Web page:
Like almost 70 percent of children who live in the neighborhoods around St. Christopher's Hospital for Children in North Philadelphia, my 12-year-old patient was struggling with her weight. It had been steadily increasing for the last eight years and now that she was starting to go through puberty, her weight jumped to 158 pounds.
That meant she weighed more than 98 percent of all kids her age and height and was getting close to being considered morbidly obese.
Childhood obesity in impoverished areas is a complex phenomenon of poor access to healthy food, food insecurity, a lack of safe areas to play, household stress, and culture. Because several of the girl's family members have type 2 diabetes, we were fighting against the clock to prevent this devastating disease in my young patient.
To her credit, she became active and even started to play basketball for her school team. But then persistent pain in her right thigh stopped her from playing. She was diagnosed with muscle strain at another facility, given ibuprofen, and told to follow up with her physician in a few weeks.
A week later, her father hurriedly pushed her into our office in a wheelchair, as she couldn't walk. I examined her and found she couldn't bear any weight on her right leg. Moving the leg at all caused pain. I immediately obtained X-rays of her hips. A call from our radiologist confirmed my suspicions and she was scheduled for surgery the next day.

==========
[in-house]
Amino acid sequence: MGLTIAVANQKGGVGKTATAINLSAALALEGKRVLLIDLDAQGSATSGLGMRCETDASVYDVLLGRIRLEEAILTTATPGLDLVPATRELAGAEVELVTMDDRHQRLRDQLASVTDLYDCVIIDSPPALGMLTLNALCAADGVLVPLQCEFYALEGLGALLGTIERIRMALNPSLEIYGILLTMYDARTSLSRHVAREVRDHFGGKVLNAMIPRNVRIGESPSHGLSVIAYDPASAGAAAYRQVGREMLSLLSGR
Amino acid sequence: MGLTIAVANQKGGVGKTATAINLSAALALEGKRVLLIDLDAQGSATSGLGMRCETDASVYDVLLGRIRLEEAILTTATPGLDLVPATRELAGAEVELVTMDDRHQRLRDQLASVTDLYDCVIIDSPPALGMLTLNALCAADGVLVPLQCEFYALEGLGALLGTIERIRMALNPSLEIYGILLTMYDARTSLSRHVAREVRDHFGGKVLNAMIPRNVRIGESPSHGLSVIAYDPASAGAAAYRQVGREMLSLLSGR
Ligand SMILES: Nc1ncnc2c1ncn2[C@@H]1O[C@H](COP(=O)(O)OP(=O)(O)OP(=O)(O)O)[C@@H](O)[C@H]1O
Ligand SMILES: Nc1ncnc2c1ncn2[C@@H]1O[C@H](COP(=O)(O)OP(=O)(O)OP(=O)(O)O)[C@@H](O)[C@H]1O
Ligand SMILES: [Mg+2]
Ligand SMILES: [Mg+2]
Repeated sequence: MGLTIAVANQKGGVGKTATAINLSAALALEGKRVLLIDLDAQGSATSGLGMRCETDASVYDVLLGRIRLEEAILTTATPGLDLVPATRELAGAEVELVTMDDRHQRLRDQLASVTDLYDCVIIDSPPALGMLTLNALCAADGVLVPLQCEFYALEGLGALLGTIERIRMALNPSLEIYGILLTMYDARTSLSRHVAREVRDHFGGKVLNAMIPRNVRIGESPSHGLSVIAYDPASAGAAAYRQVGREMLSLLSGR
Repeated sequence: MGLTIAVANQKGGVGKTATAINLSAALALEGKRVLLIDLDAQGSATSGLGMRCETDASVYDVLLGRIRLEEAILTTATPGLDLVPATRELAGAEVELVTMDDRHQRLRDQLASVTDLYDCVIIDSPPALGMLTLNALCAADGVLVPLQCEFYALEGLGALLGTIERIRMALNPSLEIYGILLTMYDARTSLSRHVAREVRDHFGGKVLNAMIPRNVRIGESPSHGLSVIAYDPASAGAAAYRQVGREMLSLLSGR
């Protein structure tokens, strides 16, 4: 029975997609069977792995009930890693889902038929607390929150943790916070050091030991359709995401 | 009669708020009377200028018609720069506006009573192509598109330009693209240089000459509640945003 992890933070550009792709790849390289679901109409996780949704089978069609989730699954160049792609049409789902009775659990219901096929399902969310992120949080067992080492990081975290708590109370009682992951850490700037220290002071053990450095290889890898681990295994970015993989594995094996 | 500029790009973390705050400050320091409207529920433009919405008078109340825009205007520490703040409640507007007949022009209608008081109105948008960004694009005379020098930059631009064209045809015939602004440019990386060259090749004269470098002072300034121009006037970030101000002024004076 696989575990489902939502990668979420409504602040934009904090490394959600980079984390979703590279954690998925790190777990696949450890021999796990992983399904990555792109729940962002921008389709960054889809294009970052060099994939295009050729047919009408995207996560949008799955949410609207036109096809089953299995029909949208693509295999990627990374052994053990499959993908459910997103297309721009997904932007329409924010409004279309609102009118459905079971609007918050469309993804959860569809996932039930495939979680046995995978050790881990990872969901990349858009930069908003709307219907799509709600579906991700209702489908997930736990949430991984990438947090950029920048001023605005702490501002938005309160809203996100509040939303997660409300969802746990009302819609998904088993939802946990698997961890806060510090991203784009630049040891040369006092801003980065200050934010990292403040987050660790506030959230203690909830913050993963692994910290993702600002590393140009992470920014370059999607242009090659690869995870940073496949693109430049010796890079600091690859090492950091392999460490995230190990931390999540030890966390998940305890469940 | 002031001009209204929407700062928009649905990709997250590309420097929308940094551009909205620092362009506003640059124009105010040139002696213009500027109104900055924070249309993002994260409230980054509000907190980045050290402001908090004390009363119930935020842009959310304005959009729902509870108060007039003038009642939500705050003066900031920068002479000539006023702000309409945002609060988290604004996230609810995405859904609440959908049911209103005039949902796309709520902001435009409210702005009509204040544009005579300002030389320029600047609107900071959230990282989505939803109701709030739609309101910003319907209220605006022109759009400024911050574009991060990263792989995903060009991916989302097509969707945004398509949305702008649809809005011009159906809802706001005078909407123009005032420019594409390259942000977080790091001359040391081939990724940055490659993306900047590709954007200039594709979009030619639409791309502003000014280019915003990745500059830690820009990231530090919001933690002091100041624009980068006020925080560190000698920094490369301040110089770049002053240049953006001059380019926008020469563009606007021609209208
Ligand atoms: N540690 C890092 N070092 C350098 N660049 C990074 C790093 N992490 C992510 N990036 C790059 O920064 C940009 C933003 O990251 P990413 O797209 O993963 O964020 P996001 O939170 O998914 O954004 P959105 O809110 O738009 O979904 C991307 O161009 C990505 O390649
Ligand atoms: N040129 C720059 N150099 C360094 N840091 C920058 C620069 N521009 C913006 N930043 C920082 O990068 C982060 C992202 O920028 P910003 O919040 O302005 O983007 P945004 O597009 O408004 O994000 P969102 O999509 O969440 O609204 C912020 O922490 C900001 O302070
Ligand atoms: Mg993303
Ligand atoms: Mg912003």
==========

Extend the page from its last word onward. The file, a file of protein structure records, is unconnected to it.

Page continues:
The top part of her femur, or thighbone, was slipping off the shaft of the femur and putting my patient at risk of severe complications, such as early osteoarthritis, which would limit her ability to be active for a lifetime.
The X-ray confirmed the diagnosis, slipped capital femoral epiphysis. This is an unusual disorder that affects children shortly after the onset of puberty, while their growth plate - wedged between the femoral head and femur - is still present. The head of the femur slips off in a backward direction, which can cause various symptoms, such as hip, thigh, or knee pain and a limp.
The risk of this condition is higher among kids who are overweight, and also among boys. Many times, diagnosis is delayed because pain is referred to the knee or thigh (as in my patient). As time goes on, the femoral head slips more and more, like a scoop of ice cream slowly slipping off the cone on a hot day.
The goal of treatment is to prevent additional slippage. Surgery, which requires placing screws through the femur to secure the femoral head, should be immediate. My patient had surgery the next day and needed to use crutches for more than a month.
Still, at a follow-up visit two months later, I was excited to see she could walk without pain, and she had even lost 10 pounds. She told me fear of the same thing happening to her left hip had motivated her - and her whole family - to adopt healthier habits.
Daniel R. Taylor, D.O., is an associate professor at the Drexel University College of Medicine and director of community pediatrics and child advocacy at St. Christopher's Hospital for Children.
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